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Magnus Ostrom at Solstice Arts Centre, Navan, Ireland

Magnus Ostrom at Solstice Arts Centre, Navan, Ireland
Ian Patterson By

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Magnus Öström
Solstice Arts Centre
Navan, Ireland
September 20, 2013

That Magnus Öström's quartet made it to Navan at all was good going given that the band's previous gig had been on a Scottish island boasting no fewer than eight whisky distilleries. The Scottish—as the quartet discovered—take their whisky and their hospitality seriously. That gig was part of the three-day Lagavulin Islay Jazz Festival, one of a growing number of jazz festivals popping up throughout the British Isles. From Islay, Öström hopped over the Irish Sea for two lower key gigs in Navan and Carrick-on-Shannon. For these towns it surely represented something of a coup to entice the Swedish drumming legend away from potentially higher profile gigs in Dublin or Cork.

Öström was promoting Searching for Jupiter (ACT Records, 2013), his second recording as leader since the sad demise of e.s.t. following the accidental death of pianist Esbjorn Svensson in 2008. Öström, Svensson and bassist Dan Berglund had reinvented the piano trio in a fifteen year career that took the jazz world by storm and it was hardly surprising given the intensity and the duration of that trio's musical relationship that some of e.s.t's DNA occasionally colored the drummer's compositions.

In the main, however, the music displayed Öström's personal seal, with guitarist Andreas Hourdakis and Thobias Gabrielsen on electric bass/bass synthesizer and pianist/keyboard player Daniel Karlsson bringing an art rock aesthetic to the equation. In sparse, delicate compositions like the show opener "The Moon (And the Air it Moves)," the emphasis on melodic contour and shifting sound dynamics over virtuosity evoked Serbian alt rock band Eyot much more than e.s.t. On the bouncing rocker "Dancing at the Dutchtreat," built upon Gabrilesen's clawing riff, a jaunty piano motif and Öström's effervescence, Hourdakis stretched out, though his biting, sinewy solo was unwaveringly melodic.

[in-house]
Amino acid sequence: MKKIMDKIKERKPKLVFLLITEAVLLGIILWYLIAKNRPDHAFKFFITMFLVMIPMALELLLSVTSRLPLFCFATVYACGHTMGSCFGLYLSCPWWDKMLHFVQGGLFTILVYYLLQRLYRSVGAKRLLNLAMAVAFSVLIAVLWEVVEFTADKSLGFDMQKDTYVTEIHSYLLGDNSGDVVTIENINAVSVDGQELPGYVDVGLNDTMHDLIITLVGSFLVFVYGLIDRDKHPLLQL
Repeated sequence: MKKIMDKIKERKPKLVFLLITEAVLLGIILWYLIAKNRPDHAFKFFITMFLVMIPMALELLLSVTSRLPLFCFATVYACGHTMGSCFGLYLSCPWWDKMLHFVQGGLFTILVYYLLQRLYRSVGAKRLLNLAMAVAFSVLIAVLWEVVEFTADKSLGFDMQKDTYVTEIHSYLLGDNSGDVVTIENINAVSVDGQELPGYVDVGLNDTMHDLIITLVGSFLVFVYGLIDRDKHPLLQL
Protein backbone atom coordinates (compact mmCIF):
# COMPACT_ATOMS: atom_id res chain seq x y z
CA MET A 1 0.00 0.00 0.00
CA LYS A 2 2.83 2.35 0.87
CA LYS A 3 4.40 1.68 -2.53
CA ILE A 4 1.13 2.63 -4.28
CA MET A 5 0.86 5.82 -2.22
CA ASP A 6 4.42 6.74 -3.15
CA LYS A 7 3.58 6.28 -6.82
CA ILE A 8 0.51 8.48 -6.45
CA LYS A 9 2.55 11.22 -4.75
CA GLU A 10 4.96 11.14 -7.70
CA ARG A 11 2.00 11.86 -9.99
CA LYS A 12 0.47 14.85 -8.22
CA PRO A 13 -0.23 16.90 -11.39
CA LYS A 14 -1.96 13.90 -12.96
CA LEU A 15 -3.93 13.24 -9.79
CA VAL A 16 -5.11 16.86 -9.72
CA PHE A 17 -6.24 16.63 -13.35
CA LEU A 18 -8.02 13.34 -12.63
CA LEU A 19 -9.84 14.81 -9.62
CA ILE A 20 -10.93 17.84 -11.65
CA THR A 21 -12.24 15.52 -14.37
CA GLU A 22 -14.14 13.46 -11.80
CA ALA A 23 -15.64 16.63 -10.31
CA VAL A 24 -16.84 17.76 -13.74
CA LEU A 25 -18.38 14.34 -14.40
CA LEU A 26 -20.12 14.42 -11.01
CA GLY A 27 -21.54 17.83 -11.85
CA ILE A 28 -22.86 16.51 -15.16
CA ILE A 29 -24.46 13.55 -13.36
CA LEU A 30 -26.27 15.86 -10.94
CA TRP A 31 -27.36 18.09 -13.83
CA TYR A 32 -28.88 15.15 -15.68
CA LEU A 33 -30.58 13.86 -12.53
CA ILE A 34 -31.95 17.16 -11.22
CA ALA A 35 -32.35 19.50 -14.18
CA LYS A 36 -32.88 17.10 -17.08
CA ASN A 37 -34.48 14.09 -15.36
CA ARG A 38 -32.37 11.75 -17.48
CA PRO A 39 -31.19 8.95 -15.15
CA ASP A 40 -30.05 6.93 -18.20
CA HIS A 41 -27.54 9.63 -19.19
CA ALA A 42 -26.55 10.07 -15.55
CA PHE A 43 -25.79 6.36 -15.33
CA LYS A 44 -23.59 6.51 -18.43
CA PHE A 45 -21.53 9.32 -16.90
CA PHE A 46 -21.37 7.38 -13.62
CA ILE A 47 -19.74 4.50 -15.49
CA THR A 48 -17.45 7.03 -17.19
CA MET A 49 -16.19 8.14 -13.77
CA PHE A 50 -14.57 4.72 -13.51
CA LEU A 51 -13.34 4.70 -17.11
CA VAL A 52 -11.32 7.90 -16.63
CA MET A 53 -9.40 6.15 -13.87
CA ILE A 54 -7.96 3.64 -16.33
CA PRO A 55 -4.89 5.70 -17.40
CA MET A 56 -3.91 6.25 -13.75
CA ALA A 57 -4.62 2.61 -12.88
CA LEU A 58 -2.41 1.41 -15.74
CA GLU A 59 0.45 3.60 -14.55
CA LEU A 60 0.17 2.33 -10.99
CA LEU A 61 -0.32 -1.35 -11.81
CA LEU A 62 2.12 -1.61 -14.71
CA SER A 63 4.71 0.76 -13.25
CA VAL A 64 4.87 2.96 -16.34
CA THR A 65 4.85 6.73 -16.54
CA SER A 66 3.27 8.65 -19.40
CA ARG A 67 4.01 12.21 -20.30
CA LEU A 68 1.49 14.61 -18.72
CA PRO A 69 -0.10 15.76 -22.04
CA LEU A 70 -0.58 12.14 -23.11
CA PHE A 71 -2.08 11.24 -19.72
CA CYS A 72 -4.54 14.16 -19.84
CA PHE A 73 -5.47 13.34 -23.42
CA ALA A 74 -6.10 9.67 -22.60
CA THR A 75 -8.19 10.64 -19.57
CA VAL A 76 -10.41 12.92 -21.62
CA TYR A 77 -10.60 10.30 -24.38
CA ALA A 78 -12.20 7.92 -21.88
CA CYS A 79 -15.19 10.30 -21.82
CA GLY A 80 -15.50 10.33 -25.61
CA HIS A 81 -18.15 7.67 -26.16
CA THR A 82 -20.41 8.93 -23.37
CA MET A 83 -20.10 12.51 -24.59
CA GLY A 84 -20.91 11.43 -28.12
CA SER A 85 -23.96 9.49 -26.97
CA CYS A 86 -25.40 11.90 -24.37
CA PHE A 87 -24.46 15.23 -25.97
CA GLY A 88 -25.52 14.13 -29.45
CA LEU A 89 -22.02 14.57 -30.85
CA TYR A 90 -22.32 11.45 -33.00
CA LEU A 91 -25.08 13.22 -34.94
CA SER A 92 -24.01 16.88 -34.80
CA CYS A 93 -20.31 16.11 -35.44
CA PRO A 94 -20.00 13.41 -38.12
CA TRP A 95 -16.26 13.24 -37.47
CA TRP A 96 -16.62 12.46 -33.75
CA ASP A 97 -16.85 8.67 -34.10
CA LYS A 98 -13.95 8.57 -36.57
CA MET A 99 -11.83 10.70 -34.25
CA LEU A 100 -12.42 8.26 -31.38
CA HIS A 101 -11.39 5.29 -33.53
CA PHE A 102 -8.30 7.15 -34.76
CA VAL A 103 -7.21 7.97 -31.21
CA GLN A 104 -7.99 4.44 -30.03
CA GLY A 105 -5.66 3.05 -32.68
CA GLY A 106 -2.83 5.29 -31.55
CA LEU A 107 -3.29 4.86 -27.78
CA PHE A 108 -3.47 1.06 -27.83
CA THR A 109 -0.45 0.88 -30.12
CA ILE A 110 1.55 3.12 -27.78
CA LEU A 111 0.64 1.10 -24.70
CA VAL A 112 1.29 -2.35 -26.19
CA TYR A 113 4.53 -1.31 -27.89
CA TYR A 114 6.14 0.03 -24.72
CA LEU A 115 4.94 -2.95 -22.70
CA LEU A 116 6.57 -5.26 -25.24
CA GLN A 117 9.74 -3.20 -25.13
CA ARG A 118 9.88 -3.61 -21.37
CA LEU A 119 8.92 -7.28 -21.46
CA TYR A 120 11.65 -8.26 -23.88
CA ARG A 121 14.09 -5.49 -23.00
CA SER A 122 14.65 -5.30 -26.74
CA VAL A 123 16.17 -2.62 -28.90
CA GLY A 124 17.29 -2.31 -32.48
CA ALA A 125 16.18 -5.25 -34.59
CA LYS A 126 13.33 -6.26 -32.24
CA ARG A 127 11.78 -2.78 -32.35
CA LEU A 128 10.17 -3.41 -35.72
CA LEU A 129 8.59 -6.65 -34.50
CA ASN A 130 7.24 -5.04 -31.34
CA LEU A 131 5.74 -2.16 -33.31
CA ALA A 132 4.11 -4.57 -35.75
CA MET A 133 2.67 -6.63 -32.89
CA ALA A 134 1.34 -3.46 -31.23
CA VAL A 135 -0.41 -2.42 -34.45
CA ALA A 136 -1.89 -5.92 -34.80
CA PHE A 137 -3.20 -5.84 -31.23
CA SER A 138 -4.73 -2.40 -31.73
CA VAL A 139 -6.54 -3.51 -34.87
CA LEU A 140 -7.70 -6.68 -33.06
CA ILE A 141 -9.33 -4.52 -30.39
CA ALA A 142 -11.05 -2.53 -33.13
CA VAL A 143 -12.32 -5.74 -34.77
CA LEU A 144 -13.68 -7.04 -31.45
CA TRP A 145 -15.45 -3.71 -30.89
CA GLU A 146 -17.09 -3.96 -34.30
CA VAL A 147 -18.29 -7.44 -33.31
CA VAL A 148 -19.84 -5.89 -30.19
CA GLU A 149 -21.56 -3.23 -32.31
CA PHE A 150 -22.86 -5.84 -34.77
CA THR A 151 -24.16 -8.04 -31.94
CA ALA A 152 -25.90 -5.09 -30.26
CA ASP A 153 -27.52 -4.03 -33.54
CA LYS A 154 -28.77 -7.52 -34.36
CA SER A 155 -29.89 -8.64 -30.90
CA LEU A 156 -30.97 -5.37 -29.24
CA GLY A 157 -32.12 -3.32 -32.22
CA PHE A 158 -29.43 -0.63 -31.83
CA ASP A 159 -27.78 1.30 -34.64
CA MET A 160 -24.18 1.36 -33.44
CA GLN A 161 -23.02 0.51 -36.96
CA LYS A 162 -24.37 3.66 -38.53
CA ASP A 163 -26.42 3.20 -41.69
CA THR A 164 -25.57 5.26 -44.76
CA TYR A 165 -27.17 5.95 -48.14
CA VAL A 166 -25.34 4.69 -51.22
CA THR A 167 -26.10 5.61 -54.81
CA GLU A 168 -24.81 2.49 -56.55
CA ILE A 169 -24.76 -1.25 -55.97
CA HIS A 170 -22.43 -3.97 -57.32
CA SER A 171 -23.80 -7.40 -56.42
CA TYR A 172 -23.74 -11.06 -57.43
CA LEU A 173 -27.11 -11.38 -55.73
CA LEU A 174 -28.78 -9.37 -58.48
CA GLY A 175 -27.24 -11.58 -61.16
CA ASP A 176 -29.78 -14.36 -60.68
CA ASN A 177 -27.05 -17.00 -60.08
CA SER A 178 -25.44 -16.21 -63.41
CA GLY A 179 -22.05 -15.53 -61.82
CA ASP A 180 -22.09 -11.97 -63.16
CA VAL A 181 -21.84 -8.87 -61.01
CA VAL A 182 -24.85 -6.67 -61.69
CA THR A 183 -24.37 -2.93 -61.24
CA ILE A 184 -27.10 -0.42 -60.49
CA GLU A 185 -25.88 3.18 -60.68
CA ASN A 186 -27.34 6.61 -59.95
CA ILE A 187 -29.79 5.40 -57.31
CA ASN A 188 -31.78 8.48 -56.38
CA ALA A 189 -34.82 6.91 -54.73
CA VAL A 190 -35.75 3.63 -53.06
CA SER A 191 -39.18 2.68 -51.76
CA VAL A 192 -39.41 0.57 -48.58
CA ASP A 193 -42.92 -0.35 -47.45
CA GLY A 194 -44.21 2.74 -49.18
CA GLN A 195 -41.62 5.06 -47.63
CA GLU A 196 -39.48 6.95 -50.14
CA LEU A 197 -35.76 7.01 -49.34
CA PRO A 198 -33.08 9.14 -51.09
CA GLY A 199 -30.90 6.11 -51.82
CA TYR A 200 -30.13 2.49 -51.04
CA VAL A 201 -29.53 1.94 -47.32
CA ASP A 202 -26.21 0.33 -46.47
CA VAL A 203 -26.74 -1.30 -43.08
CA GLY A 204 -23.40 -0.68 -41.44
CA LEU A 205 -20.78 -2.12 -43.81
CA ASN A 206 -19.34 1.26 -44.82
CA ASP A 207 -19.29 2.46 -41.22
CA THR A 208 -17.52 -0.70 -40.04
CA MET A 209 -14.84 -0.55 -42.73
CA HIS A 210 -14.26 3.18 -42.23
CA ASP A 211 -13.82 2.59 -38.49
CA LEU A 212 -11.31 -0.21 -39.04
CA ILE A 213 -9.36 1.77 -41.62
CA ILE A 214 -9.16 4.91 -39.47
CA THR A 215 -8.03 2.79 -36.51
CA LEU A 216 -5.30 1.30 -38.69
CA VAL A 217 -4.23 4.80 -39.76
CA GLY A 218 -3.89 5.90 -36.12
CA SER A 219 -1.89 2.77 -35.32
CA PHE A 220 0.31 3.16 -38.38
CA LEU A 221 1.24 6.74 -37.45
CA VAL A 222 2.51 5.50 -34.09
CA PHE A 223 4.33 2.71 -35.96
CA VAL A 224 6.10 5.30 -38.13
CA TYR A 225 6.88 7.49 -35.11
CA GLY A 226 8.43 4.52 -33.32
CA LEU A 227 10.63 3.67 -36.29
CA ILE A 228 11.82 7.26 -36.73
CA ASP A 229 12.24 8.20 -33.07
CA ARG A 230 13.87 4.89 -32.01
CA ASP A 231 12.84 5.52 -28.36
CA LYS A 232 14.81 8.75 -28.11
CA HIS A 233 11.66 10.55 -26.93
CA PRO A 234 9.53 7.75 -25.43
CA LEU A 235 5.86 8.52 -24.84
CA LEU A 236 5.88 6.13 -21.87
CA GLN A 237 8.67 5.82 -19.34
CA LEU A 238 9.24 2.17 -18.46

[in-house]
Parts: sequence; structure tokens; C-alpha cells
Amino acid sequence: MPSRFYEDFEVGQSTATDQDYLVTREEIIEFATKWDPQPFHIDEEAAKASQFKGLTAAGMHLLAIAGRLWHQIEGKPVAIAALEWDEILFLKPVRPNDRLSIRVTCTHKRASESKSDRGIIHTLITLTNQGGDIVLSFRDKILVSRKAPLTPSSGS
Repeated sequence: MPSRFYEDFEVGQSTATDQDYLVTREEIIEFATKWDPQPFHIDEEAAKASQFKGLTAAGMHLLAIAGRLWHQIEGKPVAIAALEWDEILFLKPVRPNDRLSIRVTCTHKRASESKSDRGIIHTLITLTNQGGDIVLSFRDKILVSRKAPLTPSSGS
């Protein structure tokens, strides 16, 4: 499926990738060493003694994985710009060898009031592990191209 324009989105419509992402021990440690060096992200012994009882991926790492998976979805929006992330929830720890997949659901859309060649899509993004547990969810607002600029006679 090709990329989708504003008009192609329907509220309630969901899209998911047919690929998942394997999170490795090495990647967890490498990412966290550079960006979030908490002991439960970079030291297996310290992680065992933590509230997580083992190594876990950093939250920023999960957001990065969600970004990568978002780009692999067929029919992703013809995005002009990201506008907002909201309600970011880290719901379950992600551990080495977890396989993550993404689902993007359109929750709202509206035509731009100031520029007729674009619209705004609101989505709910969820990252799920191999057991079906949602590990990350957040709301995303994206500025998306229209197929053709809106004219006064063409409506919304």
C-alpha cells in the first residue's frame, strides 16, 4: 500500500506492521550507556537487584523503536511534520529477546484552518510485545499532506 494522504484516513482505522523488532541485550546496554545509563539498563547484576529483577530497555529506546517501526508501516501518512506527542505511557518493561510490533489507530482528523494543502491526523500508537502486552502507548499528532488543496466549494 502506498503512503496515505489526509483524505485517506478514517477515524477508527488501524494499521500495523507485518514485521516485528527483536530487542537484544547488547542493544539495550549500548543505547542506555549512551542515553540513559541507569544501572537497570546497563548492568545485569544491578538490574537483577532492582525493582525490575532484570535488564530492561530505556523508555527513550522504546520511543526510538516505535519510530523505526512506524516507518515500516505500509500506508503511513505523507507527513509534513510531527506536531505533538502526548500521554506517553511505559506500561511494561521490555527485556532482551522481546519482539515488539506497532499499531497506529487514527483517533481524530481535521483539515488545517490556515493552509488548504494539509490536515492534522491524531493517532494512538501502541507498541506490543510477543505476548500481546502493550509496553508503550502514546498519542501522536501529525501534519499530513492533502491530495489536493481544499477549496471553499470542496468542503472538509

The ballad "Mary Jane Doesn't Live Here Anymore" showcased pianist Karlsson, whose gently cascading runs carried this lyrical piece from start to finish. The episodic "Searching for Jupiter" switched from melodic head followed by tight unison lines, to a jazzier piano-led freedom underpinned by driving bass and drums of some intensity—an irresistible slice of modern prog-rock. Minimalism and power combined on first set closer "Hour of the Wolf"; Öström's repeating patterns and insistent piano and bass ostinatos created an unrelenting tension from the get go, with Hourdakis's greater freedom providing striking contrast.

The second set began with "Through the Sun"; a poppish melodicism soon gave way to an improvised section with bass at the center. From the quieter mid-section, Hourdakis' fluid solo inspired a growing group momentum and eventual return to the sunny opening melody. Understated church organ introduced the aching lyricism of "Weight of Death" from Öström's critically acclaimed debut Thread of Life. The leader's dynamism on brushes signaled a highly charged quartet segment that bristled with collective energy and formed a bridge between the previous song and "Happy on the Fall," a jaunty number that Karlsson steered from honky tonk blues to a more contemporary space.

On "Song for E," Öström's heartfelt tribute to Svensson, Hourdakis reprised the role that guitarist Pat Metheny played on Thread of Life. Svensson's spirit was also present in the closing number, "At the End of Eternity," an anthemic charger that featured a thrilling solo from the leader. It also served as a reminder of how much a part of the e.s.t. sound Öström always was.

Earlier, Öström had explained the genesis of "Happy on the Fall": "It's a little bit about my son when he was two years old or something; he keeps running around and falling but he's very good at getting up again and running again. I've learned a lot from him, actually." The sense of loss at Svensson's death will always remain, but Öström, leading a strong band, has clearly picked himself up and channeled a deep source of creative energy that has plenty of legs to run yet.

Photo Credits
Enda Casey, Gasun Photography

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